Orlando City Guide


Orlando Architecture & Landmarks


If you look at a photograph of Orlando's skyline five years ago and compare it with today, you wouldn't recognize it. So much construction is taking place that downtown Orlando has been fully transformed -- and for the better.

With more high-rise condominiums being built, more people have moved back into the city, and that has encouraged more businesses, restaurants, shops, and theaters to cater to them. Many fine old buildings have been protected and restored. Greater Orlando, however, is really a city of separate communities, and many of these have buildings that are architectural gems.

College Park has changed little over the last decades, and its historic homes nestle among towering oaks. The nearby city of Winter Park boasts many Spanish-style buildings in and around the campus of Rollins College, which was founded in 1885 and is the oldest recognized college in Florida.

New residential developments, such as Baldwin Park and Thornton Park in Orlando, are models of how contemporary architecture and nature can blend.

Orlando's skyline has changed dramatically in recent years.
©2006 Orlando CVB
With many condos and other
buildings being built downtown,
Orlando's skyline has changed
dramatically in recent years.

Eatonville, north of Orlando, is one of the oldest all-Black towns to be formed after the Emancipation Proclamation in 1863 and was the first to be incorporated. The town features the Zora Neale Hurston Monument (200 block of East Kennedy Blvd), a marker honoring the hometown woman who was an anthropologist, folklorist, and distinguished writer during the Harlem Renaissance. Every winter the town stages the Zora Neale Hurston Festival of the Arts in memory of the writer who was born there.

Insider's Guide:
The Best of Architecture & Landmarks in
Orlando

The best view of Greater Orlando is seen from the top of SeaWorld Orlando's Sky Tower (7007 SeaWorld Drive). The passenger capsule takes six minutes to climb to the top of the 400-foot landmark. As it ascends, the capsule also rotates slowly to show its passengers a complete bird's eye view.

Numerous interesting buildings can be seen at ground level in downtown Orlando if you go on a scheduled or self-guided tour.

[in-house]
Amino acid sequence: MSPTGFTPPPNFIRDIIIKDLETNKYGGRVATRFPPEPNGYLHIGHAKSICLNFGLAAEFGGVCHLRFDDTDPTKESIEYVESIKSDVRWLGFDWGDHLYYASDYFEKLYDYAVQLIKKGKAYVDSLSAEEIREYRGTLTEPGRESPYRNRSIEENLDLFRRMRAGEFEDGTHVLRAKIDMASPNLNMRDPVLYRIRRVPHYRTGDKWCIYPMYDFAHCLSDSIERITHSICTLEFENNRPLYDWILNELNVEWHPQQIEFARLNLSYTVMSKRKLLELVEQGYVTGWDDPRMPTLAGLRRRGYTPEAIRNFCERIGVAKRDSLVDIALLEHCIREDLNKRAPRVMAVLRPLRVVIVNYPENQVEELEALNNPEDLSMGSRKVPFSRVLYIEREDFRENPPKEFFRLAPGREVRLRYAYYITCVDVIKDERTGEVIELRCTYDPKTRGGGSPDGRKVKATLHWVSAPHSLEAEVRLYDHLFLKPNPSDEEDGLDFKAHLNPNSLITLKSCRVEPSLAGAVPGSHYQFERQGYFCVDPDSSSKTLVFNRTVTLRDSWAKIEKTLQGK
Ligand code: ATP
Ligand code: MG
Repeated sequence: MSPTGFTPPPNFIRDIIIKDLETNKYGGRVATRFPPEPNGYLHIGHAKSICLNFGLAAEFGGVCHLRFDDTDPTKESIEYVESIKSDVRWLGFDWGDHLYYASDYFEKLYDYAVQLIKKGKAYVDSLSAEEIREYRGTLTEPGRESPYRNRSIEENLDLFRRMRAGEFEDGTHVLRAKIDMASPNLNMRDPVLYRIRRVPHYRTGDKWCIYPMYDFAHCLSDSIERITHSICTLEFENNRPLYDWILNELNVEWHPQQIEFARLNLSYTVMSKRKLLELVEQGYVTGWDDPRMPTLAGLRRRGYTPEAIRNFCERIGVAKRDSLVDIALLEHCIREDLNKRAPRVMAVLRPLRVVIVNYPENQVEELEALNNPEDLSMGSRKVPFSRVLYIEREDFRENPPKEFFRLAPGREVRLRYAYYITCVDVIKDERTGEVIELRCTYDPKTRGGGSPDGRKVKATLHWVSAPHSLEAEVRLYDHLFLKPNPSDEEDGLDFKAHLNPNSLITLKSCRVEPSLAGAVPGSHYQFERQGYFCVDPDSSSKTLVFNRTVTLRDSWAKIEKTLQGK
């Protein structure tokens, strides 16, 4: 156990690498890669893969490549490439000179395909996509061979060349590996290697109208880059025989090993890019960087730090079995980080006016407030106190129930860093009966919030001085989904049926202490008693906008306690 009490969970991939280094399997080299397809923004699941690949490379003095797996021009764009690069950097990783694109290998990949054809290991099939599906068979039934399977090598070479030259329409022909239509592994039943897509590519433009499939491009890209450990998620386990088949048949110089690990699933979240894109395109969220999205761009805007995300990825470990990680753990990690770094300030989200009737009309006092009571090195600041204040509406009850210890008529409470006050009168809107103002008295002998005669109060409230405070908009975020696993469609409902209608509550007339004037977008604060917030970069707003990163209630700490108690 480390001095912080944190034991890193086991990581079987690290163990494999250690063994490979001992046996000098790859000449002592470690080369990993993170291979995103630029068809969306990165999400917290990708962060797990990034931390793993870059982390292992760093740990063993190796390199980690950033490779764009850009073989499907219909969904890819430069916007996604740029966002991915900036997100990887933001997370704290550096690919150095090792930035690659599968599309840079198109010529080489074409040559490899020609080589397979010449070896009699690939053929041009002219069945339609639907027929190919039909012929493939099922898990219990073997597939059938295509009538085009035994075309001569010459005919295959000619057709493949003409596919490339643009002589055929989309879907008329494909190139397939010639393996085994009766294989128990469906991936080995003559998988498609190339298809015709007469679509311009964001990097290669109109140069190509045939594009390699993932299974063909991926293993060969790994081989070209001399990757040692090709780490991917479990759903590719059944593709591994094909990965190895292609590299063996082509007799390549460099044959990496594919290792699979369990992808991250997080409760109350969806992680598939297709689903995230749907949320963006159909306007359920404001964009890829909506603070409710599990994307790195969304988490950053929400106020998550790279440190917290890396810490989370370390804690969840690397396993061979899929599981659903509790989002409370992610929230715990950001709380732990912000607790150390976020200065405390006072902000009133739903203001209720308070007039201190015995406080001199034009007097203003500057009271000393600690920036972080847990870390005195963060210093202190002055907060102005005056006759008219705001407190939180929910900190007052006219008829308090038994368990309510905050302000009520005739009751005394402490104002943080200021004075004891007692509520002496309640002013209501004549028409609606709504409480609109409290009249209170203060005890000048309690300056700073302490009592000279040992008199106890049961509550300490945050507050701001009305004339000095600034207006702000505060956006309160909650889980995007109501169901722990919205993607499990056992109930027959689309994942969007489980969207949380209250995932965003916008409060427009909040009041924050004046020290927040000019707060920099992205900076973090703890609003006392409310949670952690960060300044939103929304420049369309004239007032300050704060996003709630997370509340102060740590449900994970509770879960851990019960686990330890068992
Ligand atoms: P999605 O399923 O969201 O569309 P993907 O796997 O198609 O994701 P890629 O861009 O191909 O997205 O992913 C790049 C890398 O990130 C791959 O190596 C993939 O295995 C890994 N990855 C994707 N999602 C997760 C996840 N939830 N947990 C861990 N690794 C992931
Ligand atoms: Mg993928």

Visit the Well's Built Museum of African American History formerly called the Wells Built Hotel (511 W South St at Division St, 407-245-7535). Dr. William Wells, Orlando's first African-American physician, built the hotel in 1926 to provide lodging to African Americans during segregation, and famous former guests include Duke Ellington and Ray Charles.

Stop by the Old Orlando Railroad Depot (100-102 W Church St), a 21/2-story bricking building made for 19th-century railroad and hotel magnate Henry B. Plant during large-scale development in the area. The building is unique with its three-story corner tower and three-story open porch. The railroad reached Orlando in 1880, and the South Florida Railroad built this depot in 1889.

The Old Orange County Courthouse (65 E Central Blvd) was completed in 1927 at a cost of $1 million. It's the finest example of Beaux Arts architecture in the city. Rumor states that the building is home for two ghosts -- an 8-year-old girl who died close by and a prisoner who killed himself while being held in a jail cell awaiting his criminal sentence. The building also is home to the Orange County Regional History Center.

The City of Celebration (on Interstate 4 south of the Walt Disney World Resort) is a fast-growing Disney development that set out to capture the best of the old in a new town. Homes have front porches where neighbors sit out and wave to each other. You can walk to the shops, restaurants, parks and town center. Visit Market Street, which is the heart of the new "old" city.

The Historic Waterhouse Residence and Carpentry Shop and Museum (820 Lake Lily Drive, Maitland) features a fully-restored 1884 Victorian home. Its educational programs and period-correct buildings are designed to teach visitors about the Victorian period in America.